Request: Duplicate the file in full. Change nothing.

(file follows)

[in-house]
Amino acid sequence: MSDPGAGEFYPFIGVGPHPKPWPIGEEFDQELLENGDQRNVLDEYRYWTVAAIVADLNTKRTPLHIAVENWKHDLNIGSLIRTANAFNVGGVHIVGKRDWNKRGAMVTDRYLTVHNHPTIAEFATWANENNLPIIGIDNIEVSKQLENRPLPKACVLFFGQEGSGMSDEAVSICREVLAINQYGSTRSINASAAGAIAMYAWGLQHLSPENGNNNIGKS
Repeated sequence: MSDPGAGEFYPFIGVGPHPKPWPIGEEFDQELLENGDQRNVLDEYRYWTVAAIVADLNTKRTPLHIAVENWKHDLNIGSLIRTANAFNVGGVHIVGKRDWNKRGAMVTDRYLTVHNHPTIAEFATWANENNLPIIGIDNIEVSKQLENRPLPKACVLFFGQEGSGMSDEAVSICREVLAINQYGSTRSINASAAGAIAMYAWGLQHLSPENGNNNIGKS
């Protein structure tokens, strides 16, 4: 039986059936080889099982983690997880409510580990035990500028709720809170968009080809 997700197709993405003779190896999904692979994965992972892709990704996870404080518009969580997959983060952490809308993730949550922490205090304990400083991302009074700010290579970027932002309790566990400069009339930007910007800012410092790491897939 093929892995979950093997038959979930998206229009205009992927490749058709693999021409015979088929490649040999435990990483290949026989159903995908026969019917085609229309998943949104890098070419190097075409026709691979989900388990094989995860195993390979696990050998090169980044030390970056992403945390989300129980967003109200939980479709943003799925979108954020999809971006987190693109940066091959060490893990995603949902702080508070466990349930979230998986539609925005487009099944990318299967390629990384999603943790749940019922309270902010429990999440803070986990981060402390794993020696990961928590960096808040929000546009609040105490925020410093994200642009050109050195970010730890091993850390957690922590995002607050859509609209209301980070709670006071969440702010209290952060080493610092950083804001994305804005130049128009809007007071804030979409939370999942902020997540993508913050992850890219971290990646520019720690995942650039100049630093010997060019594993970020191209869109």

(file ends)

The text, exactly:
[in-house]
Amino acid sequence: MSDPGAGEFYPFIGVGPHPKPWPIGEEFDQELLENGDQRNVLDEYRYWTVAAIVADLNTKRTPLHIAVENWKHDLNIGSLIRTANAFNVGGVHIVGKRDWNKRGAMVTDRYLTVHNHPTIAEFATWANENNLPIIGIDNIEVSKQLENRPLPKACVLFFGQEGSGMSDEAVSICREVLAINQYGSTRSINASAAGAIAMYAWGLQHLSPENGNNNIGKS
Repeated sequence: MSDPGAGEFYPFIGVGPHPKPWPIGEEFDQELLENGDQRNVLDEYRYWTVAAIVADLNTKRTPLHIAVENWKHDLNIGSLIRTANAFNVGGVHIVGKRDWNKRGAMVTDRYLTVHNHPTIAEFATWANENNLPIIGIDNIEVSKQLENRPLPKACVLFFGQEGSGMSDEAVSICREVLAINQYGSTRSINASAAGAIAMYAWGLQHLSPENGNNNIGKS
């Protein structure tokens, strides 16, 4: 039986059936080889099982983690997880409510580990035990500028709720809170968009080809 997700197709993405003779190896999904692979994965992972892709990704996870404080518009969580997959983060952490809308993730949550922490205090304990400083991302009074700010290579970027932002309790566990400069009339930007910007800012410092790491897939 093929892995979950093997038959979930998206229009205009992927490749058709693999021409015979088929490649040999435990990483290949026989159903995908026969019917085609229309998943949104890098070419190097075409026709691979989900388990094989995860195993390979696990050998090169980044030390970056992403945390989300129980967003109200939980479709943003799925979108954020999809971006987190693109940066091959060490893990995603949902702080508070466990349930979230998986539609925005487009099944990318299967390629990384999603943790749940019922309270902010429990999440803070986990981060402390794993020696990961928590960096808040929000546009609040105490925020410093994200642009050109050195970010730890091993850390957690922590995002607050859509609209209301980070709670006071969440702010209290952060080493610092950083804001994305804005130049128009809007007071804030979409939370999942902020997540993508913050992850890219971290990646520019720690995942650039100049630093010997060019594993970020191209869109």